Full-text · Article · Oct 2012 · FEMS Yeast Research
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    ABSTRACT: Leaf abscission is a common response of plants to drought stress. Some species, such as citrus, have evolved a specific behaviour in this respect, keeping their leaves attached to the plant body during water stress until this is released by irrigation or rain. This study successfully reproduced this phenomenon under controlled conditions (24h of water stress followed by 24h of rehydration) and used it to construct a suppression subtractive hybridization cDNA library enriched in genes involved in the early stages of rehydration-promoted leaf abscission after water stress. Sequencing of the library yielded 314 unigenes, which were spotted onto nylon membranes. Membrane hybridization with petiole (Pet)- and laminar abscission zone (LAZ)-enriched RNA samples corresponding to early steps in leaf abscission revealed an almost exclusive preferential gene expression programme in the LAZ. The data identified major processes such as protein metabolism, cell-wall modification, signalling, control of transcription and vesicle production, and transport as the main biological processes activated in LAZs during the early steps of rehydration-promoted leaf abscission after water stress. Based on these findings, a model for the early steps of citrus leaf abscission is proposed. In addition, it is suggested that CitbHLH1, the putative citrus orthologue of Arabidopsis BIGPETAL, may play major roles in the control of abscission-related events in citrus abscission zones.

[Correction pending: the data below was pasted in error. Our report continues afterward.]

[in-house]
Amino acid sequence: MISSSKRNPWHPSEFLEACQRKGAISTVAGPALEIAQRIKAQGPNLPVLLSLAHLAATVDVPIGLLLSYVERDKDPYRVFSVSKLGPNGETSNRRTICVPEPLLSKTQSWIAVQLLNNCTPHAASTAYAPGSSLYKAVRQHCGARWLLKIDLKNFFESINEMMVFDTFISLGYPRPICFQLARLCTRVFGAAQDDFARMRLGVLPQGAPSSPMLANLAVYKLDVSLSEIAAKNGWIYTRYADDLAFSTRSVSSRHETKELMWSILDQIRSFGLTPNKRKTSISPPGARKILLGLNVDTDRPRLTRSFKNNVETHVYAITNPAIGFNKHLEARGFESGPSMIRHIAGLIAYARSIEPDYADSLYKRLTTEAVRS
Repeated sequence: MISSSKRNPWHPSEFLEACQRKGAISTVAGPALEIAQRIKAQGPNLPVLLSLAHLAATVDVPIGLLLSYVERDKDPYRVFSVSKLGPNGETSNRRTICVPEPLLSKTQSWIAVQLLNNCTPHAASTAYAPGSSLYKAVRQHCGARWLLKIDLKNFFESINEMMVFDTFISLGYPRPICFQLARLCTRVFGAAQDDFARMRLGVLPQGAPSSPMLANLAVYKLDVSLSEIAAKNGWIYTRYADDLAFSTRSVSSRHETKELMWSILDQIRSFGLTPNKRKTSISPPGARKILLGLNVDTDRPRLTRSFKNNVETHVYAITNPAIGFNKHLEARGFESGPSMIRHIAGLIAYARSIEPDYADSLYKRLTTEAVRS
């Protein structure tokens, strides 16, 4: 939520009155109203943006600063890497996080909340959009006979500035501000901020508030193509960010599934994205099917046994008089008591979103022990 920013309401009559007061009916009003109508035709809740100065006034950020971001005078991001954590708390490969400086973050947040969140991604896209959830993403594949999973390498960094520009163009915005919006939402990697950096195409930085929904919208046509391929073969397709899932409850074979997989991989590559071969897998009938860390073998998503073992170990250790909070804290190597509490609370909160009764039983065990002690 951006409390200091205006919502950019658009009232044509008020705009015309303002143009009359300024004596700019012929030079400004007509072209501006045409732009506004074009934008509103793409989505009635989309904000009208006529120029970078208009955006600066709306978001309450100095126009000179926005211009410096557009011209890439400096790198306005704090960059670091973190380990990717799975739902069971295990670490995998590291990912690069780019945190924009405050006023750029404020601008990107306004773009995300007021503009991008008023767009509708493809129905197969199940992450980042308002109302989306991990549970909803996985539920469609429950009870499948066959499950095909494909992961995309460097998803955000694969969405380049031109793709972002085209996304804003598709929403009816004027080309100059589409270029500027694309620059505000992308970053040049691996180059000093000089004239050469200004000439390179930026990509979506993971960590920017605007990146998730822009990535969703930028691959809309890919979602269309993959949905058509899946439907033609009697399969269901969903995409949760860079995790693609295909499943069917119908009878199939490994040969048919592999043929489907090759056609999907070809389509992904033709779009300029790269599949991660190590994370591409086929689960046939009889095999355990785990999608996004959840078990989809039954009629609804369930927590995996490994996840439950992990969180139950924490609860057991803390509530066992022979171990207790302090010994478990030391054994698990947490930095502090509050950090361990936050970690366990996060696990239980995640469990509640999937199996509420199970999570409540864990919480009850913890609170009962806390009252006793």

Full-text · Article · Oct 2012 · Journal of Experimental Botany